We postulate that active galaxies can be used as a new cosmological tool. They are numerous, they cover very broad redshift range from nearby sources at a distance of 10 Mpc to quasars at redshift 6. The use of active galactic nuclei (AGN), on the other hand, is more complex, there are actually several independent ways how they can be used for cosmology (see e.g. Czerny et al. 2017a), and the accuracy of those methods has still to be determined or improved. The basic idea behind is that we have to measure a specific property of a given AGN which allows (indirectly) to determine its absolute luminosity. This is later combined with the measurement of the source redshift and the observed flux, which are relatively easy to measure. In this way we construct the Hubble diagram for our sources, and we can trace the expansion rate of the Universe as a function of redshift (or, equivalently, time).
In this project we will concentrate on the following methods:
(A) spectroscopic line reverberation
(B) photometric line reverberation
(C) single spectra methods based on selection of sources radiating very close to the Eddington ratio (D) continuum reverberation.
Significance of the project (state of the art, justification for tackling specific scientific problems by the proposed project, pioneering nature of the project, the impact of the project results on the development of the research field and scientific discipline, economic and societal impact)
The need for the cosmological constant has already been postulated in early 80′ as a result of studies of the evolution of the large scale structure in the Universe (e.g. Peebles 1984). Stronger evidence came from the combination of the large scale structure growth with the fluctuations of the Cosmic Microwave Background which gave an estimate of the cosmological constant about 0.3 (Kofman et al. 1993). The next major step came from the SN Ia studies which gave much more precise measurements of the cosmological constant of about 0.7 (Riess et al. 1998, Perlmutter et al. 1998).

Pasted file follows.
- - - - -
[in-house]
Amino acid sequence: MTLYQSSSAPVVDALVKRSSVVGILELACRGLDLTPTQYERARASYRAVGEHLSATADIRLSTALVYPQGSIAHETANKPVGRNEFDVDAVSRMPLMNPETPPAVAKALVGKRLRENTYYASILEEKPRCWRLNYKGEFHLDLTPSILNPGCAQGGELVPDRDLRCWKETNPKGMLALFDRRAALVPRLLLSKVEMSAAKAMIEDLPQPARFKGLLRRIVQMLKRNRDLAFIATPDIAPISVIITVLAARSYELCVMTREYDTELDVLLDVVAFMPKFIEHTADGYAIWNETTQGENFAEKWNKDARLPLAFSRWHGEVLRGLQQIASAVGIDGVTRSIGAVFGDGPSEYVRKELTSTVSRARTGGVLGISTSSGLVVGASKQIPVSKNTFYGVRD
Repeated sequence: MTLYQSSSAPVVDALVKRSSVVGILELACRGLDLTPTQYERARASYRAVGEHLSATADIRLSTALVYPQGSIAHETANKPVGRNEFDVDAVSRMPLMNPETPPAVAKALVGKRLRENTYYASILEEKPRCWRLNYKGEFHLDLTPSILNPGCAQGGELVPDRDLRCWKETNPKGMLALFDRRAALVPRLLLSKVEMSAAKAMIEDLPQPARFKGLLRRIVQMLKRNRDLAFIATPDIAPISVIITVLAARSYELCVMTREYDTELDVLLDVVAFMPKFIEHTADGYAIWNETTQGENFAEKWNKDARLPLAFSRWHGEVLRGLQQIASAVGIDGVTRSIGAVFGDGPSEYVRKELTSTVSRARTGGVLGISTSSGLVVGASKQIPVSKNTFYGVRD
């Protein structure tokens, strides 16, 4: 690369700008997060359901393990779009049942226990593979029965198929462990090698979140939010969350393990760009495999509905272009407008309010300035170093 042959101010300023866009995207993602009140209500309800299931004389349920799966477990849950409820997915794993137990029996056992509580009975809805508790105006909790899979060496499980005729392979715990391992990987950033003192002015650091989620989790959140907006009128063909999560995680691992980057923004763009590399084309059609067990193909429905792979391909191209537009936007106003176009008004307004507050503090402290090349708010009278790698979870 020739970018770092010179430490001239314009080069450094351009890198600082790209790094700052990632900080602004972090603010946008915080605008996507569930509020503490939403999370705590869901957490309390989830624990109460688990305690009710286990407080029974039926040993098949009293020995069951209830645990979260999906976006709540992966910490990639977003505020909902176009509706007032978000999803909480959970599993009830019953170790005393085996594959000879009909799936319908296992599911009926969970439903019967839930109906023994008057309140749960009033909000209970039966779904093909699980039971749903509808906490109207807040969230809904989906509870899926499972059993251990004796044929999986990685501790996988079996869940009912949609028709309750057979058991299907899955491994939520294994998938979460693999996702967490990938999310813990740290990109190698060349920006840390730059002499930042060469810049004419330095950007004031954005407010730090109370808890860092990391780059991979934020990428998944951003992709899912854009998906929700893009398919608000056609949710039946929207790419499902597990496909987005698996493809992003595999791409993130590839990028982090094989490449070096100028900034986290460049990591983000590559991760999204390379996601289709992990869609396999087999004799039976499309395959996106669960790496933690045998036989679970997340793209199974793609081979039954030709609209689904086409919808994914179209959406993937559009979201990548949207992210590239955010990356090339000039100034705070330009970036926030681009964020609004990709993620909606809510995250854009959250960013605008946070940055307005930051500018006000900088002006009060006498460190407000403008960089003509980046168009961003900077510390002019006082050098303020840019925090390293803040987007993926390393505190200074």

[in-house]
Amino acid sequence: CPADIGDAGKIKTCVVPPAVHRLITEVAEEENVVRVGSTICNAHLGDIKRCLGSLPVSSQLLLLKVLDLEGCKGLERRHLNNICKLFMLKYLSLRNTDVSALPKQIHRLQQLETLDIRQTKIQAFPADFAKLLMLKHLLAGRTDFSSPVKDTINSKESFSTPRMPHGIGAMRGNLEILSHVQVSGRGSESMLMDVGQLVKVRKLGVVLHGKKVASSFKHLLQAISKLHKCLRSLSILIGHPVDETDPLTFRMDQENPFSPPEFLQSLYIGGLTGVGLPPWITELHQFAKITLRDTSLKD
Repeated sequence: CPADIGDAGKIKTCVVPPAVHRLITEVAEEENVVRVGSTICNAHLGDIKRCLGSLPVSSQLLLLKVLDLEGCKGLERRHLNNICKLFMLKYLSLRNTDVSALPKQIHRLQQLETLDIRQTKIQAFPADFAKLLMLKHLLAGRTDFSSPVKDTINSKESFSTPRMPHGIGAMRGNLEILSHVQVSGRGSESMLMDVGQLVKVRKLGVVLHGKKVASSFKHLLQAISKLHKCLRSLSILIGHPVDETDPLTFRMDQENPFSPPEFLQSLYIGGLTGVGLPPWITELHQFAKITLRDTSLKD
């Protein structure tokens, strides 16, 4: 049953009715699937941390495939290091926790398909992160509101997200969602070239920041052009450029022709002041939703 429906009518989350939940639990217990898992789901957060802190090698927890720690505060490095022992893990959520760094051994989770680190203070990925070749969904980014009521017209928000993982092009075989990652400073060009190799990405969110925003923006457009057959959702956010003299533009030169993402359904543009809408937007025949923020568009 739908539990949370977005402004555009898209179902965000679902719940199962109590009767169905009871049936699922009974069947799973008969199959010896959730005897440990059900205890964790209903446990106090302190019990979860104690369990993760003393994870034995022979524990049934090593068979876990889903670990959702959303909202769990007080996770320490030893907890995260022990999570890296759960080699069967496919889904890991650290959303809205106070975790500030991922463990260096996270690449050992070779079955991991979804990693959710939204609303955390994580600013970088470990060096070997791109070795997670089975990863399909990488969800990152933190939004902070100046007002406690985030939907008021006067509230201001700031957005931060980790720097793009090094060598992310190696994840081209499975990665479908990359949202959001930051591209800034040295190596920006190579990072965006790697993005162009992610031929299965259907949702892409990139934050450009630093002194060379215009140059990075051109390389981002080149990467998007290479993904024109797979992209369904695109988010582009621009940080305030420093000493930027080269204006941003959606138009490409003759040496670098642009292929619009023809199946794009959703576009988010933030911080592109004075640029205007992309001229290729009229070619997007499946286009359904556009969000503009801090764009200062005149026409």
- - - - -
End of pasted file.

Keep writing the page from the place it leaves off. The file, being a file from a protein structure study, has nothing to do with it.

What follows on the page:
Since the physical interpretation of this medium is unclear, the first step is to confirm the presence of this medium with several independent methods, and, if possible, to detect observationally any departure from a simple constant. Thus, a number of independent methods were developed (for a recent review, see Huterer & Shafer 2017). New methods, now considered as secondary, are also currently being developed, like those based on SN II, strong gravitational lensing, gravitational waves, galaxy clusters, gamma-ray bursts, and active galaxies. Those methods are still in their infancy (see Czerny et al. 2017 for a review).